Guest Editor Alex Fyffe teaches high school English in the Houston area. Although he has been writing haiku off and on for a decade, he only started submitting his work during the Global Event known as 2020. Since then his haiku and senryu have been published in various journals, including Frogpond, Modern Haiku, Failed Haiku, Akitsu Quarterly, and the Asahi Haikuist Network. Alex’s first glimpse of haiku was in a collection of writings by Jack Kerouac, and he found the work of Issa while studying abroad in Japan, but he didn’t fall in love with the haiku until he discovered the free-form work of Santoka Taneda. Currently, Alex uses haiku in the classroom to ease students into poetry and build their confidence as readers and writers. Alex also posts haiku on Twitter @AsurasHaiku.

Lori Zajkowski is the Post Manager for Haiku Dialogue. A novice haiku poet, she lives in New York City.

Managing Editor Katherine Munro lives in Whitehorse, Yukon Territory, and publishes under the name kjmunro. She is Membership Secretary for Haiku Canada, and her debut poetry collection is contractions (Red Moon Press, 2019). Find her at: kjmunro1560.wordpress.com.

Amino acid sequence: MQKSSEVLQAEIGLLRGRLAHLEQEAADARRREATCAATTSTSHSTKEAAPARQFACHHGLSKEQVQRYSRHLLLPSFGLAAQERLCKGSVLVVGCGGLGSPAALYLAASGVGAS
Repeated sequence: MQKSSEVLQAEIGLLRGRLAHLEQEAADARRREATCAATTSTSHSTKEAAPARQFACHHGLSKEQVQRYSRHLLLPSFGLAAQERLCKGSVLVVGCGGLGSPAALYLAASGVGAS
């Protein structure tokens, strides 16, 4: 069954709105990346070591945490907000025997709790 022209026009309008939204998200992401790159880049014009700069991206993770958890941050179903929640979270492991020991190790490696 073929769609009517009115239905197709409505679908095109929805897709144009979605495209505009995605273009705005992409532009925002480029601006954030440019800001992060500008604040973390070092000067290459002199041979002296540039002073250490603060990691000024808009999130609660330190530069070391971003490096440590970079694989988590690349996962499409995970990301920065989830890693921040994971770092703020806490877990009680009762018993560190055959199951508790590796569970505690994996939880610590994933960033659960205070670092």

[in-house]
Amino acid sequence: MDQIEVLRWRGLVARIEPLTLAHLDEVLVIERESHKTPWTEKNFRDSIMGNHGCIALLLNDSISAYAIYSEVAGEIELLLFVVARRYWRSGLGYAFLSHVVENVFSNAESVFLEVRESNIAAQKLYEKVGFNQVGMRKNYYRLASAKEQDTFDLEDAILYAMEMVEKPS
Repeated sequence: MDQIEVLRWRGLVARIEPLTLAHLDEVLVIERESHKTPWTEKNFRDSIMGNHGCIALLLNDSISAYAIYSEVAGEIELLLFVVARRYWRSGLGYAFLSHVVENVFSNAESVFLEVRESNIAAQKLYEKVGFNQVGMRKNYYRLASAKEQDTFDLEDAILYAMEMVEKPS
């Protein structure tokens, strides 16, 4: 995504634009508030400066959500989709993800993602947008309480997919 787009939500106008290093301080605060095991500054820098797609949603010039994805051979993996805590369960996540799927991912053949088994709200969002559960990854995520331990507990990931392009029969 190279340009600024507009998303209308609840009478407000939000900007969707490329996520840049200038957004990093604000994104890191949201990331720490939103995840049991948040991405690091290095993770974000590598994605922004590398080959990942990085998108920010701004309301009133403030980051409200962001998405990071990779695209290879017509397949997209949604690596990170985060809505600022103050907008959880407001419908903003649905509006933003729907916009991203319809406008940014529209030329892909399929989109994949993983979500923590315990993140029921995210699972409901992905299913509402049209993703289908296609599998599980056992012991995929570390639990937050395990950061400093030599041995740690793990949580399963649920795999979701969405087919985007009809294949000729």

The Haiku Foundation reminds you that participation in our offerings assumes respectful and appropriate behavior from all parties. Please see our Code of Conduct policy.

Please note that all poems & images appearing in Haiku Dialogue may not be used elsewhere without express permission – copyright is retained by the creators. Please see our Copyright Policies.

This Post Has 30 Comments

  1. Apologies for joining in late. It was an enriching experience working out haiku poems based on your interesting prompts, Alex! Thanks for giving my poems a space every week! Such good poems are featured every week. So much to learn!

  2. out of the classroom into the playground’s field ….. ready for the next shot…..welcome john s. green…

  3. Thanks, dear Alex for the literary devices prompts, it was a great learning experience reading all the poems and your commentary. Honoured to have my ku included every week. Grateful to you. Hope you will come back in the future to challenge us again! Best wishes!
    Welcome, John.